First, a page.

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Lower Tanana language

From Wikipedia, the free encyclopedia

Lower Tanana
Menhti Kenaga
Native toUnited States
RegionAlaska (middle Yukon River, Koyukuk River)
Ethnicity400 Tanana (2007)[1]
Native speakers
1 (2020)[1]
Latin (Northern Athabaskan alphabet)
Official status
Official language in
Language codes
ISO 639-3taa
ELP(Lower) Tanana

Lower Tanana (also Tanana and/or Middle Tanana) is an endangered language spoken in Interior Alaska in the lower Tanana River villages of Minto and Nenana. Of about 380 Tanana people in the two villages, about 30 still speak the language. As of 2010, “Speakers who grew up with Lower Tanana as their first language can be found only in the 250-person village of Minto.”[3] It is one of the large family of Athabaskan languages, also known as Dené.

The Athabaskan (or Dené) bands who formerly occupied a territory between the Salcha and the Goodpaster rivers spoke a distinct dialect that linguists term the Middle Tanana language.


  • Toklat area dialect (Tutlʼot)
  • Minto Flats-Nenana River dialect: Minto (Menhti) and Nenana (Nina Noʼ)
  • Chena River dialect: Chena Village (Chʼenoʼ)
  • Salcha River dialect: Salcha (Sol Chaget)

Vocabulary samples[edit]

  • dena “man”
  • trʼaxa “woman”
  • setseya “my grandfather”
  • setsu “my grandmother”
  • xwtʼana “clan”
  • ddheł “mountain”
  • tu “black bear”
  • tsonee "brown bear"
  • bedzeyh “caribou”
  • łiga “dog”
  • beligaʼ “his/her dog”
  • kʼwyʼ “willow”
  • katreth “moccasin”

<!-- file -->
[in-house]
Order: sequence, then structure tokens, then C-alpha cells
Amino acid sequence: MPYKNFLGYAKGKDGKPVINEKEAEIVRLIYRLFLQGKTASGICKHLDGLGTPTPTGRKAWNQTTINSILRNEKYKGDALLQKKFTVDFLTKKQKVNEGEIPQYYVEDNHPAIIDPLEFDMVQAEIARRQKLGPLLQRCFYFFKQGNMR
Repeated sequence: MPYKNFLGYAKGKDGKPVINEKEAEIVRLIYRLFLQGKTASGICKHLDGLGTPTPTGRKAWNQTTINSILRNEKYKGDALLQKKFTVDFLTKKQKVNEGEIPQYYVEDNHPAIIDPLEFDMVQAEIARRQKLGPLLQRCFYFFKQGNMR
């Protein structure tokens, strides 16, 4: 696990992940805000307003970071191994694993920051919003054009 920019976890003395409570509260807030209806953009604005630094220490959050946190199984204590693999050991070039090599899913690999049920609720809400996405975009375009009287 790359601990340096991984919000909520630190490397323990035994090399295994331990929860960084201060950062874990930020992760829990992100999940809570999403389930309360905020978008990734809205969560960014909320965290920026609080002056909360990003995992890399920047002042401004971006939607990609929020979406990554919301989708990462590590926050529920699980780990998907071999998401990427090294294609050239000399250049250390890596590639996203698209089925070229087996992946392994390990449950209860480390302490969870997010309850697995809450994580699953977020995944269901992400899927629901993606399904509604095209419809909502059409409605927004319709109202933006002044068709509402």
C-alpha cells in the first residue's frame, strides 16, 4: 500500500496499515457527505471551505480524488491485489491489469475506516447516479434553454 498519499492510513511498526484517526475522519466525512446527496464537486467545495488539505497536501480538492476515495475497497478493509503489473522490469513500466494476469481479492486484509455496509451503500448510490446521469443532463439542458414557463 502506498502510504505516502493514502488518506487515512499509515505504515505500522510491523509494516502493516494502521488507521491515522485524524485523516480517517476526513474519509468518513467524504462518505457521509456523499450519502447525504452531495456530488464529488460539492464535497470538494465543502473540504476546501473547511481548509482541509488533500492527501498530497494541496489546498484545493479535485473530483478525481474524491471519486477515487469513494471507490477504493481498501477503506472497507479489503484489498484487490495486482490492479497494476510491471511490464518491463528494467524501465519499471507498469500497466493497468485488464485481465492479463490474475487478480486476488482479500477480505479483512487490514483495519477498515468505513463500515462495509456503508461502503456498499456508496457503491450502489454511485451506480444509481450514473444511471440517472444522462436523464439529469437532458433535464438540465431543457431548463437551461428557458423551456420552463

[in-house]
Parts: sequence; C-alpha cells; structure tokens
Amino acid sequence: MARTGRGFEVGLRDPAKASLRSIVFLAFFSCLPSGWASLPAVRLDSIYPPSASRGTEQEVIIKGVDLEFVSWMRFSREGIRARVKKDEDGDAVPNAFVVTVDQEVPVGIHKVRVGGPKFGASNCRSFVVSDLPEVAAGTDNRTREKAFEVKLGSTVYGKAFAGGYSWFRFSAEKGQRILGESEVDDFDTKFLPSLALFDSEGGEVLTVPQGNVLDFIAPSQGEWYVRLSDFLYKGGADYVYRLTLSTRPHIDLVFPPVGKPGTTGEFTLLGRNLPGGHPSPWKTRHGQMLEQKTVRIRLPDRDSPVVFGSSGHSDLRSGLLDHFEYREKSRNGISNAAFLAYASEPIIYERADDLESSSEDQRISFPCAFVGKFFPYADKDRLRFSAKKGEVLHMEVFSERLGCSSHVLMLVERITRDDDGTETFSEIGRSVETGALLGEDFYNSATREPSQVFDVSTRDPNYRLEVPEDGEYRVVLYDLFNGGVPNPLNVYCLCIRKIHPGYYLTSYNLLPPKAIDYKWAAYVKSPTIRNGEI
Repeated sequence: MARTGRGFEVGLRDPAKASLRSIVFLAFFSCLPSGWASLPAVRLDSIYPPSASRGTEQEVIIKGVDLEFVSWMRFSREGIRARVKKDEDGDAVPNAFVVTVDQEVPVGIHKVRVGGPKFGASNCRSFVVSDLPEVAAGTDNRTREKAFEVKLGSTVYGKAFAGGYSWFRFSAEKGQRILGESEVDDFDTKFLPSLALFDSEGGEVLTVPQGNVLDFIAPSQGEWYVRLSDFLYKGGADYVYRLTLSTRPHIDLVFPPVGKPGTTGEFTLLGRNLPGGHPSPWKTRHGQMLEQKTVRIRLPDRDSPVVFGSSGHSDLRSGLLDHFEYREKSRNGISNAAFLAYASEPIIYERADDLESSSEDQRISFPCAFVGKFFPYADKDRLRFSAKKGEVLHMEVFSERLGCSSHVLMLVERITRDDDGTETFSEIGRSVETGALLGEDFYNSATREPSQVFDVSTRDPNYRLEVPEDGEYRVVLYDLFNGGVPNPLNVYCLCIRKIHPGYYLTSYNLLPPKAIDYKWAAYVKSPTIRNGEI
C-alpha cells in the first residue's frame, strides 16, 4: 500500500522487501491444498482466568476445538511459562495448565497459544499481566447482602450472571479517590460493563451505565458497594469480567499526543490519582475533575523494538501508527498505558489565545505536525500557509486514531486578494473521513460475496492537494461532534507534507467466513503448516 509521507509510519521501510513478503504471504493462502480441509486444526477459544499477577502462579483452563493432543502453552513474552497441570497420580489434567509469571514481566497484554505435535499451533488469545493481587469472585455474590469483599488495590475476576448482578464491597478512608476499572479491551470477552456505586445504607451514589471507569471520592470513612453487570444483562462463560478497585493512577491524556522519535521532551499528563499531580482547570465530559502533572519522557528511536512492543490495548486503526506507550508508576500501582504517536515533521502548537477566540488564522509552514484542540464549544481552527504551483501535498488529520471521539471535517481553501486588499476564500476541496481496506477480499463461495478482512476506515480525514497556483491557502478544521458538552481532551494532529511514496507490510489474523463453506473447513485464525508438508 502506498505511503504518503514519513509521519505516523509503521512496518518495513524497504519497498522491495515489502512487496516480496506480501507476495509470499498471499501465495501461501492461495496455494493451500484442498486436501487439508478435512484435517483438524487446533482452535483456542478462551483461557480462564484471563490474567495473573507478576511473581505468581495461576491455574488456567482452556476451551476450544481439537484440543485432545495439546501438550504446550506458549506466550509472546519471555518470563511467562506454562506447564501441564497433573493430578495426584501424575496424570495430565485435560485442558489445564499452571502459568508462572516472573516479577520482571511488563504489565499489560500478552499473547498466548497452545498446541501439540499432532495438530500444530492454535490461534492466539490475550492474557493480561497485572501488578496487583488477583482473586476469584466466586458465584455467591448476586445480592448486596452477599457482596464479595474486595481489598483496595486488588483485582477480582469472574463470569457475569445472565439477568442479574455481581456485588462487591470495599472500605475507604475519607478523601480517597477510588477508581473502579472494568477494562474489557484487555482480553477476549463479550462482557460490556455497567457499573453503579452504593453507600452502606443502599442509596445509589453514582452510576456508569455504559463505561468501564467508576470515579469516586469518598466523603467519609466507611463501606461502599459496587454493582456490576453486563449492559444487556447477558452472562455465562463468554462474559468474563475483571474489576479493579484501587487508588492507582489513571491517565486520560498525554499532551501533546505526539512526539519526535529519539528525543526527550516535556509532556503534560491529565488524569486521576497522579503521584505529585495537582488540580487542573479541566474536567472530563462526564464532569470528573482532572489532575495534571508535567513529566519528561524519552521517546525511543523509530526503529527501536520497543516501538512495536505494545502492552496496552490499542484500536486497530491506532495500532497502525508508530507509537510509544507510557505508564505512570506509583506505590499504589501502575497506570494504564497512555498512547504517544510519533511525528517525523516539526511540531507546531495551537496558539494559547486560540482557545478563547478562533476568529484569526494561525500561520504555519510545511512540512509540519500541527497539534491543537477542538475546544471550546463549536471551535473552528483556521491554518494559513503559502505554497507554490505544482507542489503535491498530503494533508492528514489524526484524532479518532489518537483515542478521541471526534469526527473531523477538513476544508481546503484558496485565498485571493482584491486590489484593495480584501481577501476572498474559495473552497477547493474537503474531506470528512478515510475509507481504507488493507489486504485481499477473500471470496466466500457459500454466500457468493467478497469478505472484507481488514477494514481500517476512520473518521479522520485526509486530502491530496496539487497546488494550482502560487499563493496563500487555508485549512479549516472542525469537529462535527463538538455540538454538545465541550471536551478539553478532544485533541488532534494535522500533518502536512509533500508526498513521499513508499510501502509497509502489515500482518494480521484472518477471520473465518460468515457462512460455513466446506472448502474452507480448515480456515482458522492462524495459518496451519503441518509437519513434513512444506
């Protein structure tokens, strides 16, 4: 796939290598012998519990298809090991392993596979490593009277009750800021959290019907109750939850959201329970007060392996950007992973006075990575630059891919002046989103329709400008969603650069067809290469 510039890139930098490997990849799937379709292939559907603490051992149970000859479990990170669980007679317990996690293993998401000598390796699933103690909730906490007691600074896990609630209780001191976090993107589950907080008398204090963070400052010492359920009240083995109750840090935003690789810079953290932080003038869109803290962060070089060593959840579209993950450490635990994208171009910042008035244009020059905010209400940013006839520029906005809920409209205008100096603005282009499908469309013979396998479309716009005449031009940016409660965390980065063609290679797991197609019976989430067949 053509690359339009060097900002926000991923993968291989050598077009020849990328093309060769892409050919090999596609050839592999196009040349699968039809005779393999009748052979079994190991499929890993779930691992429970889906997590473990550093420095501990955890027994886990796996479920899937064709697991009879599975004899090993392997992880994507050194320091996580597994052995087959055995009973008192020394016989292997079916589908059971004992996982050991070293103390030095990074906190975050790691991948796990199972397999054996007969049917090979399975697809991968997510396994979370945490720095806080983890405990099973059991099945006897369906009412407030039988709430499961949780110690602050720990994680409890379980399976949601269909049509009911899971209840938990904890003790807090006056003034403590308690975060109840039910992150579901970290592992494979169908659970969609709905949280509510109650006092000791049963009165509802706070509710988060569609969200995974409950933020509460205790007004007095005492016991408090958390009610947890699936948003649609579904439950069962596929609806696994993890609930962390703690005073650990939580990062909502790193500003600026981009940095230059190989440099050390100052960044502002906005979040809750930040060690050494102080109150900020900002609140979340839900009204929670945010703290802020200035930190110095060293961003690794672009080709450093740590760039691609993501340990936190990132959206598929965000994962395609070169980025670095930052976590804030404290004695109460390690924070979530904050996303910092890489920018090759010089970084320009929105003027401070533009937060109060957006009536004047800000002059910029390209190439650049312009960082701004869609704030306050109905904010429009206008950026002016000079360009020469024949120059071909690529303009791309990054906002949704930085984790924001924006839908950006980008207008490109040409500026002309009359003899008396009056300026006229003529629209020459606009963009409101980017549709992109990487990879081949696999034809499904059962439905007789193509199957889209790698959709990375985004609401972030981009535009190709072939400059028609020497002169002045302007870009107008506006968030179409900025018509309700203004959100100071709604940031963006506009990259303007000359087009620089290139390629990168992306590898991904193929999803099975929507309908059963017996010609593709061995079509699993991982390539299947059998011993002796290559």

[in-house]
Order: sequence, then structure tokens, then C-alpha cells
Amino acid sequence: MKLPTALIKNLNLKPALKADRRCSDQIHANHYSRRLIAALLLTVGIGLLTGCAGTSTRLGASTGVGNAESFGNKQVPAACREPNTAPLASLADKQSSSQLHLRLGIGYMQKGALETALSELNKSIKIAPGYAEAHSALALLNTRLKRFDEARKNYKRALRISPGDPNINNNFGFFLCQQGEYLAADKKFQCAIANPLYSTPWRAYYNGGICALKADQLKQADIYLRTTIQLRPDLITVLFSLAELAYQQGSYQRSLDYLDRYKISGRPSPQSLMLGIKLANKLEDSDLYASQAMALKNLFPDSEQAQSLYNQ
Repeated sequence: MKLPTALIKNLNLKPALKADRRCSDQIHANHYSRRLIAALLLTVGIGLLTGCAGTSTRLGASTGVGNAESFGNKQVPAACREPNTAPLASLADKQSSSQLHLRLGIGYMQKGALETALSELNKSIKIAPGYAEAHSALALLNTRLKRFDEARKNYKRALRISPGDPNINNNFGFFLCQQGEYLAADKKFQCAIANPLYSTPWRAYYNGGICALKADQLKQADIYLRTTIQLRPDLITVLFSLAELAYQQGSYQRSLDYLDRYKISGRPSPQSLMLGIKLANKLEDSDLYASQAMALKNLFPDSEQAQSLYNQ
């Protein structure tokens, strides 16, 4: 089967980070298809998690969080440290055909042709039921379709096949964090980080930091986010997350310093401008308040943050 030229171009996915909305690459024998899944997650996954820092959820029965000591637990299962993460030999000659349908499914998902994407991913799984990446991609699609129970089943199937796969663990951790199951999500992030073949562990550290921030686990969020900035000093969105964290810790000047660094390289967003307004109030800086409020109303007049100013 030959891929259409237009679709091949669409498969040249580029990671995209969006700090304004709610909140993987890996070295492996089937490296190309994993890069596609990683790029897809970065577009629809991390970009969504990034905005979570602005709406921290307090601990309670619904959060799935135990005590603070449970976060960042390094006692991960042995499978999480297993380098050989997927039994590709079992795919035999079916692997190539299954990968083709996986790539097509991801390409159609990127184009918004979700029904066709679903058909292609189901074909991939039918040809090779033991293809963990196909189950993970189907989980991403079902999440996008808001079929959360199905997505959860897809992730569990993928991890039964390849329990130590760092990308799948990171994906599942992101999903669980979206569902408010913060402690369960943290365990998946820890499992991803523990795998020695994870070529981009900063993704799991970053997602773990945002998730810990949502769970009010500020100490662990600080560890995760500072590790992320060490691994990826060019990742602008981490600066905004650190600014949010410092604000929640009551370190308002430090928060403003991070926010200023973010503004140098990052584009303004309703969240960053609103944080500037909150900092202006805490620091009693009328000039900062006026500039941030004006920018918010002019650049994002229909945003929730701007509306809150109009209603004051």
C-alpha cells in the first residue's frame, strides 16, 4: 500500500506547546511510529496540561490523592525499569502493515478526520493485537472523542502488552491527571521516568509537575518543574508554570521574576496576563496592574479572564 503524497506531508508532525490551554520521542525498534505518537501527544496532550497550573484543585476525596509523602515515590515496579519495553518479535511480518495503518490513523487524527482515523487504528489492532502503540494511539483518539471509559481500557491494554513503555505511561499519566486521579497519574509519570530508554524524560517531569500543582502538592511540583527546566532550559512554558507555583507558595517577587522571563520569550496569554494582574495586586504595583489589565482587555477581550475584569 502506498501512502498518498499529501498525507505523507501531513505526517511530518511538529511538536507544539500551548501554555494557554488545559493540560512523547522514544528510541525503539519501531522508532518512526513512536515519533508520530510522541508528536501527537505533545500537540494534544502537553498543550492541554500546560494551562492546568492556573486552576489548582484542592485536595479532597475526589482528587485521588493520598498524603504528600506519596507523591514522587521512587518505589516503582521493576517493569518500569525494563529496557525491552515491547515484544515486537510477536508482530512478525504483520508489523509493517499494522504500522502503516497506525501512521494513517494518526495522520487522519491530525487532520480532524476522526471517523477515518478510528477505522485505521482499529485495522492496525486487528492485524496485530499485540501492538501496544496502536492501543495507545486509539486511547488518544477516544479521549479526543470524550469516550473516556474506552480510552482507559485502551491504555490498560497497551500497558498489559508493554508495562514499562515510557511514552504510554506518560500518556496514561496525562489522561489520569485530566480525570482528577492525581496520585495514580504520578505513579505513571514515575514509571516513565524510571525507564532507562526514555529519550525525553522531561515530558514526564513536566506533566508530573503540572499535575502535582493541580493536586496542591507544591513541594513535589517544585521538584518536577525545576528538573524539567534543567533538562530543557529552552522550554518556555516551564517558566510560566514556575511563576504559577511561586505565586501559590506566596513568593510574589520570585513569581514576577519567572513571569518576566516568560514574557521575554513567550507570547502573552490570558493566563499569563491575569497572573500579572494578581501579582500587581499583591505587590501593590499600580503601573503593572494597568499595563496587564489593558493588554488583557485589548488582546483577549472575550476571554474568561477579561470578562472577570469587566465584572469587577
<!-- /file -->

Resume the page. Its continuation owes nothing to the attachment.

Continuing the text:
• trʼiyh “canoe”
  • yoyekoyh “Northern Lights”
  • tena “trail”
  • khwnʼa “river”
  • t’eede gaay “girl” (Middle Tanana)



Labial Dental Alveolar Post-
Retroflex Palatal Velar Glottal
plain sibilant lateral
Plosive plain p t ts k ʔ
aspirated tθʰ tsʰ tɬʰ tʃʰ tʂʰ
ejective tθʼ tsʼ tɬʼ tʃʼ tʂʼ
Fricative voiceless θ s ɬ ʃ x h
voiced ð z ɣ
Sonorant w n l j


Vowel sounds in Tanana are /a æ ɪ~i ʊ~u ə/.

Front Central Back
Close ɪ ~ i ʊ ~ u
Mid ə
Open æ a


In a 2008–2009 project, linguist Siri Tuttle of the University of Alaska's Native Language Center “worked with elders to translate and document song lyrics, some on file at the language center and some recorded during the project.”[4]

“The Minto dialect of Tanana ... allows speakers to occasionally change the number of syllables in longer words.”[4]


  1. ^ a b "ANLPAC 2020 Report to the Governor and Legislature" (PDF). commerce.alaska.gov. 2020. Retrieved April 27, 2024.
  2. ^ Chappell, Bill (April 21, 2014). "Alaska OKs Bill Making Native Languages Official". NPR. Archived from the original on January 16, 2021. Retrieved July 8, 2021.
  3. ^ Christopher Eshleman (November 9, 2010). "Neal Charlie dies at 91. Minto elder, former chief kept language culture alive". Fairbanks Daily News-Miner. Archived from the original on January 29, 2013. Retrieved September 15, 2012.
  4. ^ a b Christopher Eshleman (September 13, 2010). "Fairbanks Daily News-Miner - Alaska Native Language Center linguist helps document dialects". Fairbanks Daily News-Miner. Archived from the original on December 3, 2010. Retrieved September 15, 2012.


  • Charlie, Teddy. 1992. Ode Setl'oghwnh Da': Long After I Am Gone, Fairbanks: Alaska Native Language Center. ISBN 1-55500-045-2
  • Kari, James, Isabel Charlie, Peter John & Evelyn Alexander. 1991. Lower Tanana Athabaskan Listening and Writing Exercises, Fairbanks: Alaska Native Language Center.
  • Tuttle, Siri. 1998. Metrical and Tonal Structures in Tanana Athabaskan, Ph.D. Dissertation, University of Washington.
  • Tuttle, Siri. 2003. Archival Phonetics: Tone and Stress in Tanana Athabaskan. University of Alaska Fairbanks.

External links[edit]